By NEMS Daily Journal
The Mississippi Legislature convened Tuesday, and most of its 2011 time in Jackson will be spent debating issues involving money – how much Mississippi will have for the 2012 budget cycle and how much should be spent on state-funded programs.
The Joint Legislative Budget Committee, which meets in the fall before a new session starts, recommends that funding for K-12 education hold level and not be subject to additional cuts beyond those imposed in a period of minimal revenue growth and heavy dependence on federal stimulus money, which ends with the 2011 budget year June 30. Holding the line at the current funding level for the Mississippi Adequate Education Program may be necessary but it cannot become the goal for funding public education.
Nancy Loome, in an e-mail this week to the 60,000 members of the pro-education Parents’ Campaign, made two notable, broad points about the funding situation:
• The real budget negotiations are just beginning, and the Legislative Budget Committee recommendation is subject to debate and change by the House and Senate.
• Level funding is not full funding. Level funding means that public schools will continue operating with far less money than required in the legislatively approved formula in MAEP – approximately $230 million below what state law says is adequate to educate Mississippi children.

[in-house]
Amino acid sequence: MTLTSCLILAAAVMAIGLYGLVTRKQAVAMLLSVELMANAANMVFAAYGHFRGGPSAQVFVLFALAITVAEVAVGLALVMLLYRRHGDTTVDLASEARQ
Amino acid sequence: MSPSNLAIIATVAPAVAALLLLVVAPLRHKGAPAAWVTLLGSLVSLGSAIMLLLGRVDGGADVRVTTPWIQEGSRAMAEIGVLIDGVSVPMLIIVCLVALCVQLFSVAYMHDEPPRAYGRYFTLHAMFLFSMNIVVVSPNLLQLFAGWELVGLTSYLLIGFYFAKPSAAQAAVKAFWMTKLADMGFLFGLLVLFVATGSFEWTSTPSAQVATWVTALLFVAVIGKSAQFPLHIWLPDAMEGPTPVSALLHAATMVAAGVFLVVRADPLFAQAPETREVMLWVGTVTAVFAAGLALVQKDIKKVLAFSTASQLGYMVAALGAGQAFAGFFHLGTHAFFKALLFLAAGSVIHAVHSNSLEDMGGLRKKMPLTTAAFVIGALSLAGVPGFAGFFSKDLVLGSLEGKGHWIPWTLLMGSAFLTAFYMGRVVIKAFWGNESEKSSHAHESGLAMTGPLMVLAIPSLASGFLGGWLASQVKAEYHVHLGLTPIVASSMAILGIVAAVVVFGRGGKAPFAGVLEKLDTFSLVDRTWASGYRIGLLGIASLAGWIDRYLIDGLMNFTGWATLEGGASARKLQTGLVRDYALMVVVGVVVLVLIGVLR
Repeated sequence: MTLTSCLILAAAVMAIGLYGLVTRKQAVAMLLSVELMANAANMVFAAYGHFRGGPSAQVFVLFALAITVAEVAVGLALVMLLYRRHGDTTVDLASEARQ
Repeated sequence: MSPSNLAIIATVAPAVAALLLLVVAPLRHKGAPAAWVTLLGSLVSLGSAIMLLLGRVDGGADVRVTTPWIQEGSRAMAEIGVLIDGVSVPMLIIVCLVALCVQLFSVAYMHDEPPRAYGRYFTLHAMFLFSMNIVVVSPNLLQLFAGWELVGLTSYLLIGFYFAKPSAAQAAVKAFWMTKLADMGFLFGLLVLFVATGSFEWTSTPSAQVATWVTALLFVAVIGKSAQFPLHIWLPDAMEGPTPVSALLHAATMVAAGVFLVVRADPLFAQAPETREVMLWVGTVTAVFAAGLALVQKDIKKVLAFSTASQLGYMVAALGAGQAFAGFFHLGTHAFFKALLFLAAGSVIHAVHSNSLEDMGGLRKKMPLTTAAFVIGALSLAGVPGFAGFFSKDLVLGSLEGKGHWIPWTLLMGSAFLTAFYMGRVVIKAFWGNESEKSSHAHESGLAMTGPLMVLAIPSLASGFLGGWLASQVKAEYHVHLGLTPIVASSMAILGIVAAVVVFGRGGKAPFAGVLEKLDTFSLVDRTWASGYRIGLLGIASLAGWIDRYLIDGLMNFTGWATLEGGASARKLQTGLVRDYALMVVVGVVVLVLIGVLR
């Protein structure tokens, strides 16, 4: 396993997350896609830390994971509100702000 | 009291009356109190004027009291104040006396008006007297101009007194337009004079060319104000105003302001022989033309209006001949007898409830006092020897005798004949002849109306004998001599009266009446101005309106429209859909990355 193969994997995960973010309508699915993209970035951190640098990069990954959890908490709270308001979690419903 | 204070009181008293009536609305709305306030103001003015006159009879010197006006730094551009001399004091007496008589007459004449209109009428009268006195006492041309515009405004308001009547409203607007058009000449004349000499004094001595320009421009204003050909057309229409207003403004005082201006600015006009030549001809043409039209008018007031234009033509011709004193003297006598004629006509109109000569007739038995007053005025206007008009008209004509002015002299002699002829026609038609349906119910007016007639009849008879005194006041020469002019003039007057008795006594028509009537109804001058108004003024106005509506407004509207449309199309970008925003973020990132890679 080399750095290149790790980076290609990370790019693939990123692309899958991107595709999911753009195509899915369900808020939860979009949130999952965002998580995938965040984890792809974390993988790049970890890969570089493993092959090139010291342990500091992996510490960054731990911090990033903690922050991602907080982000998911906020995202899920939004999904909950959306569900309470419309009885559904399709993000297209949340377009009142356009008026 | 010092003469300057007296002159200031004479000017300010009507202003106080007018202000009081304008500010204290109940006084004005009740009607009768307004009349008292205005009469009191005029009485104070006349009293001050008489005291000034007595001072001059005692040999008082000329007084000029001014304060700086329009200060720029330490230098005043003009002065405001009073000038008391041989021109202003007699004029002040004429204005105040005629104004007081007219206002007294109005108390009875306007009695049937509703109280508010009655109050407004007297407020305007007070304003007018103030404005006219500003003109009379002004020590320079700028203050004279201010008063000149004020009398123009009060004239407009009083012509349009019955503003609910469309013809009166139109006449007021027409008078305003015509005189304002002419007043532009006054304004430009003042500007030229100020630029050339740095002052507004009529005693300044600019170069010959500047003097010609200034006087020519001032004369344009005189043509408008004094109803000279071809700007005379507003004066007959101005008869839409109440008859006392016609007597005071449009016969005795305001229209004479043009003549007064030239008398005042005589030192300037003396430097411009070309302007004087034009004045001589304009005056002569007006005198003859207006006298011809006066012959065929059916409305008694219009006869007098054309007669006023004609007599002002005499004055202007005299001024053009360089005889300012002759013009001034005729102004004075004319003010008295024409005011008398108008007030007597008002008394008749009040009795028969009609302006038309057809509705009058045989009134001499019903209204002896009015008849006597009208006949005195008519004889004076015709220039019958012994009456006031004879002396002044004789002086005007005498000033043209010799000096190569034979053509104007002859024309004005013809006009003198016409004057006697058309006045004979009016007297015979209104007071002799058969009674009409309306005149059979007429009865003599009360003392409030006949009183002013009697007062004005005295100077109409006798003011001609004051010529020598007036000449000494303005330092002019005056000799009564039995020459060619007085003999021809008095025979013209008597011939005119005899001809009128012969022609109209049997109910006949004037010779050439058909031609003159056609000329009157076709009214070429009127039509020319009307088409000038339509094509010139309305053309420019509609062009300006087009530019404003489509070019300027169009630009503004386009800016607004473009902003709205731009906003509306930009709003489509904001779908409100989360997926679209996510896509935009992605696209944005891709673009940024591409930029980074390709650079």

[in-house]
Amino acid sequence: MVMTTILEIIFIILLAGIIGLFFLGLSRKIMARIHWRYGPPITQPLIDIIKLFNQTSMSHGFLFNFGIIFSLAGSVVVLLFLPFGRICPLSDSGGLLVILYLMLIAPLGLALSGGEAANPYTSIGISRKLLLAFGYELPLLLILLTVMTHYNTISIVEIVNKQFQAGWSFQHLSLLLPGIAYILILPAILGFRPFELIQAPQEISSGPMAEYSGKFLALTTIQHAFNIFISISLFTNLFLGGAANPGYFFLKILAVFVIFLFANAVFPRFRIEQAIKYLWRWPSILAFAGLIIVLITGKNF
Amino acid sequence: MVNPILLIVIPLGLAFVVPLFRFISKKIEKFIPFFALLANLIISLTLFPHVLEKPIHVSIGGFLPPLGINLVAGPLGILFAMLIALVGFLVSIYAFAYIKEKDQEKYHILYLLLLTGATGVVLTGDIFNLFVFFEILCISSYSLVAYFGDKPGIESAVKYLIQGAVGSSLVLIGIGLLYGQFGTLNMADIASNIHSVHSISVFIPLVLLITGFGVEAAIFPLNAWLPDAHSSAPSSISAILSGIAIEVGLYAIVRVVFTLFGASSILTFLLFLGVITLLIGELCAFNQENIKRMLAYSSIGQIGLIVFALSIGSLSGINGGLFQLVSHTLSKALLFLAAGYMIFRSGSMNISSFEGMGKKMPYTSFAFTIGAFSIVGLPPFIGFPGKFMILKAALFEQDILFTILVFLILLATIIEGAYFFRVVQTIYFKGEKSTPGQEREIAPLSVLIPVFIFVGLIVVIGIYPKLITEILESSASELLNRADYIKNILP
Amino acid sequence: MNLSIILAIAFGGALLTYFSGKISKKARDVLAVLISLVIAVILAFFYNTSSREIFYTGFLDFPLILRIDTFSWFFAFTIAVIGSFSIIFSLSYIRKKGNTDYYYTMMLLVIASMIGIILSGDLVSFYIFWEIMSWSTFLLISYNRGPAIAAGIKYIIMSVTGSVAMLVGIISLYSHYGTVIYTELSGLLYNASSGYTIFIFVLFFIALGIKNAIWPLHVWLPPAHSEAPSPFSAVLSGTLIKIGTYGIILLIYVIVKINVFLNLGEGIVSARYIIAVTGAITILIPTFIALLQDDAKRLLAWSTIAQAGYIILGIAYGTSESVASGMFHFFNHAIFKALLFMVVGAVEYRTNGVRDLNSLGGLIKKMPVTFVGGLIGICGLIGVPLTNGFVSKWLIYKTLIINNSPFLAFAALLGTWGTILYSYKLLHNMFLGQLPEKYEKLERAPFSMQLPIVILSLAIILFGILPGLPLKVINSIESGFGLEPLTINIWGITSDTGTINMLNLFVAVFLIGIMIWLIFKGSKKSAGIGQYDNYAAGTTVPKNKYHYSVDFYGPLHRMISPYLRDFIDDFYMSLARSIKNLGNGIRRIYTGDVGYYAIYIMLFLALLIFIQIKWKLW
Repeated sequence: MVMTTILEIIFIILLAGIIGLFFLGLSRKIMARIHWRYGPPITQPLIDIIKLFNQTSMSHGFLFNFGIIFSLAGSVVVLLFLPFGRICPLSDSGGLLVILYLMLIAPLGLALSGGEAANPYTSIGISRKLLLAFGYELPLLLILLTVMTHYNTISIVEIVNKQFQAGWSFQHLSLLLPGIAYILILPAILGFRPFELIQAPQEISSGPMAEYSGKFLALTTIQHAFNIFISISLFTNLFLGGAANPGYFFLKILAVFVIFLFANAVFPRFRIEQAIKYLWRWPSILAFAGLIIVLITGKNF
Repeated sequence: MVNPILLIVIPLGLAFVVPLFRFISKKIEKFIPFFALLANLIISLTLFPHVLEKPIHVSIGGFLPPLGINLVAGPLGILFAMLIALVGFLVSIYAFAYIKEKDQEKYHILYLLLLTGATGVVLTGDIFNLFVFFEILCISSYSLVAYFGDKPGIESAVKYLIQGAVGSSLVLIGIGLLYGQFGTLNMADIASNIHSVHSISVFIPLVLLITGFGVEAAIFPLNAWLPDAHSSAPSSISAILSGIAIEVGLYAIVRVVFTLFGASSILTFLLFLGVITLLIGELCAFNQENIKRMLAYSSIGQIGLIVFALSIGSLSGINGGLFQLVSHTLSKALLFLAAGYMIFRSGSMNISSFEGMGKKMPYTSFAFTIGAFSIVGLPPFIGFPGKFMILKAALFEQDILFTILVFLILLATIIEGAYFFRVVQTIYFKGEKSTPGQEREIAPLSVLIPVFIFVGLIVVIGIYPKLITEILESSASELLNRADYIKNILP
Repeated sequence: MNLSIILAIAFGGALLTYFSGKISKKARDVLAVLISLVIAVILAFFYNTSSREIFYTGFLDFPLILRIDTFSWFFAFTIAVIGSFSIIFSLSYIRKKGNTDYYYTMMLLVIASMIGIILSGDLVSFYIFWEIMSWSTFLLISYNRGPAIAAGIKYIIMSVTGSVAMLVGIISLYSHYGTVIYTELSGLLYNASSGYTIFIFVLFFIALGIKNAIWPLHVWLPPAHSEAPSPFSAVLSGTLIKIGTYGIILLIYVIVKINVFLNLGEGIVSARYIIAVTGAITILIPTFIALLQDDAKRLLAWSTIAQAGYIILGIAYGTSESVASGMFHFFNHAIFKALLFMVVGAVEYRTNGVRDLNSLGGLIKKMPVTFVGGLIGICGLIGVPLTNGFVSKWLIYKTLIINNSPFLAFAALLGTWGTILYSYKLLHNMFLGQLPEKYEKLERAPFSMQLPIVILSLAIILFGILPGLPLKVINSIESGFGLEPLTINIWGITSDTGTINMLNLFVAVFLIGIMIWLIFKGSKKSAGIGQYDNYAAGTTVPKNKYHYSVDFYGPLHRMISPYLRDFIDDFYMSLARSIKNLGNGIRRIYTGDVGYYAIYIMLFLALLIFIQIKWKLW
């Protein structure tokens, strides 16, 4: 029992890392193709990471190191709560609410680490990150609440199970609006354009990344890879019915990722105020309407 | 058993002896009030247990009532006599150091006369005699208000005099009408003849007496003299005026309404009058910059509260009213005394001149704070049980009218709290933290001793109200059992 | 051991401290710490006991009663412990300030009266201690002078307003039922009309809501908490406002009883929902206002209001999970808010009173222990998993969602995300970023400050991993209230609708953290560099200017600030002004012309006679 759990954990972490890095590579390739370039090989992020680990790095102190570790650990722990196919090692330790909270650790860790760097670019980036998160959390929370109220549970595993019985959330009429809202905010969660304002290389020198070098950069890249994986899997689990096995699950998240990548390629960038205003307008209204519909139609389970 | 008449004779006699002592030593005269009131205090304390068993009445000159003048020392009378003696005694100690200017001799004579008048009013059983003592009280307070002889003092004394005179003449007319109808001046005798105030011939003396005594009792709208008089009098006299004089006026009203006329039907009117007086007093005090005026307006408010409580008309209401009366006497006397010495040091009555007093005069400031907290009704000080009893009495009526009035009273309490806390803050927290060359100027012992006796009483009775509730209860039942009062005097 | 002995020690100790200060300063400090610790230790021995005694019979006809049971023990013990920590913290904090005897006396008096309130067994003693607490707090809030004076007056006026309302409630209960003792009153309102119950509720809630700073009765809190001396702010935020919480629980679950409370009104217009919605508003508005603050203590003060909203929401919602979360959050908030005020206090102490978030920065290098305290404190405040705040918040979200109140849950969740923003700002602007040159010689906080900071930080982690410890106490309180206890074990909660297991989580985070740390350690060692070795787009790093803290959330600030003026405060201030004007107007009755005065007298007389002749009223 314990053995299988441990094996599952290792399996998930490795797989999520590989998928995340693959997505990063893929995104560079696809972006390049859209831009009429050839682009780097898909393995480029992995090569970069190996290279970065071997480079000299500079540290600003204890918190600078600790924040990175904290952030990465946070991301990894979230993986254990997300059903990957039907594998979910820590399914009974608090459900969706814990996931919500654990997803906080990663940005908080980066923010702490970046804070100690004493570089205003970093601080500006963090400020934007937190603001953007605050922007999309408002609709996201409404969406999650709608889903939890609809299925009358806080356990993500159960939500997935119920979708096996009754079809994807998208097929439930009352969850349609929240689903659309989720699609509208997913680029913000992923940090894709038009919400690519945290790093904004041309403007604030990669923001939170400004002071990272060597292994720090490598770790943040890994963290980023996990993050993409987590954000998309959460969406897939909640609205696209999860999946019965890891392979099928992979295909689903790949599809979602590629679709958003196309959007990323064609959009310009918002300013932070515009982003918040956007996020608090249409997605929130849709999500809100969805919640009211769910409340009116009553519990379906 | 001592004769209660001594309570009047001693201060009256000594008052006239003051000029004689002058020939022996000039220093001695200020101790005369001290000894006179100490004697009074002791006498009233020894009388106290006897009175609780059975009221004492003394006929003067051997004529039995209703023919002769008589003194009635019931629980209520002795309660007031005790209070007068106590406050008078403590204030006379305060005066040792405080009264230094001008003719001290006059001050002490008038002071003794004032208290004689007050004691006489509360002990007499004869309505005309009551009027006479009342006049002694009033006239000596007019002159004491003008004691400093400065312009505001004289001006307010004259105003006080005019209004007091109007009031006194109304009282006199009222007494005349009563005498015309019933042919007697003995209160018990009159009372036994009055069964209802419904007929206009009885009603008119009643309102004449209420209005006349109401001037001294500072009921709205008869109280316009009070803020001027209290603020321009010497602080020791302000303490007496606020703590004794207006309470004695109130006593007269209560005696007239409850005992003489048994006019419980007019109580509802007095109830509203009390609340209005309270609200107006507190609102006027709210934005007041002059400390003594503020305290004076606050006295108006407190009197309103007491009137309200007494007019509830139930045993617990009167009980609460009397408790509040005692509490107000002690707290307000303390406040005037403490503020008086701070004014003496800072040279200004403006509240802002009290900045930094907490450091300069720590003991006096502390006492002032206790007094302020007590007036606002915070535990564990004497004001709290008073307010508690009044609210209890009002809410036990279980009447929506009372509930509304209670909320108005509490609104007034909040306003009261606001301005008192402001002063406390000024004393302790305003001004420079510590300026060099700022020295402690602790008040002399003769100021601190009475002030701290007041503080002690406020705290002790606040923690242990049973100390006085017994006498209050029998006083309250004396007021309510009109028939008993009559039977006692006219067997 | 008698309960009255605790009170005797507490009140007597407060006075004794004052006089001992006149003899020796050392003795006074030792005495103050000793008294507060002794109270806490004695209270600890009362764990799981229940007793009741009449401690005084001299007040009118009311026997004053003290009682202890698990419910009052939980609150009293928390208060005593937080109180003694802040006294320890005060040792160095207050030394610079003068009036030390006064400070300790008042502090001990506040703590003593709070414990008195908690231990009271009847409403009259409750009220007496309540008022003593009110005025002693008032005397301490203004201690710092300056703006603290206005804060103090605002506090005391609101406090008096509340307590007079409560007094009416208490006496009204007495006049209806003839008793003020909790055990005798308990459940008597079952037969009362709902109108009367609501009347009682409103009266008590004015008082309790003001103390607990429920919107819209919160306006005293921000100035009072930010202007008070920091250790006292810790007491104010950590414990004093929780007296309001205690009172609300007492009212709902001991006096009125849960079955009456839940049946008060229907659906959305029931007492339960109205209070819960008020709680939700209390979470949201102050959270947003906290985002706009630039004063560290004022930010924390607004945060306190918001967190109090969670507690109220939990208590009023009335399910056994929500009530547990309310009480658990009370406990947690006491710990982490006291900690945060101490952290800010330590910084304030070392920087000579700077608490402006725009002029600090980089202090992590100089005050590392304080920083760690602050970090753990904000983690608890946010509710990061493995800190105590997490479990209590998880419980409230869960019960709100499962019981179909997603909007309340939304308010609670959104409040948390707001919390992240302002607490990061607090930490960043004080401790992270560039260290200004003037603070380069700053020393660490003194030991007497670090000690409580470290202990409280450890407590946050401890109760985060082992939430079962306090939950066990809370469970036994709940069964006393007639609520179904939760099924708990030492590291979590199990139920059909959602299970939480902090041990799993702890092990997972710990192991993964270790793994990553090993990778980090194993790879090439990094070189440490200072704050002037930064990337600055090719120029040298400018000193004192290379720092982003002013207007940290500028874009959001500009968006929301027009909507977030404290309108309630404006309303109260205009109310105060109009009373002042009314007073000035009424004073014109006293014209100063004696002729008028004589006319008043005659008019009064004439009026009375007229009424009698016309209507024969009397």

The education budget has been subjected to massive cuts – deeper than those experienced by most other state agencies: While the whole state budget was cut by 9.3 percent for the current year, K-12 education was cut by 11.94 percent. Loome and many others assert, as a result of those cuts, class sizes are larger, resources are reduced and teachers are experiencing higher “burnout” caused by difficult circumstances with reduced resources.
We agree that looking ahead, legislators and the governor must make education a highest priority and strive to get our schools back to full funding.
The Parents’ Campaign says this year’s MAEP’s underfunding has caused:
• The loss of more than over 2,000 education personnel.
• Reduced elective options.
• Reduced advanced placement offerings.
• Reduced gifted classes.
• Reduced intervention programs for struggling students.
• Reduced extracurricular activities.
Rising costs require that public education spending keep pace with what’s required to adequately educate our state’s children. Holding the line under duress is not a plan for the future.
Mississippi’s public schools educate more than 91 percent of the state’s K-12 students – more than 500,000 children. We can’t afford to shirk the responsibility.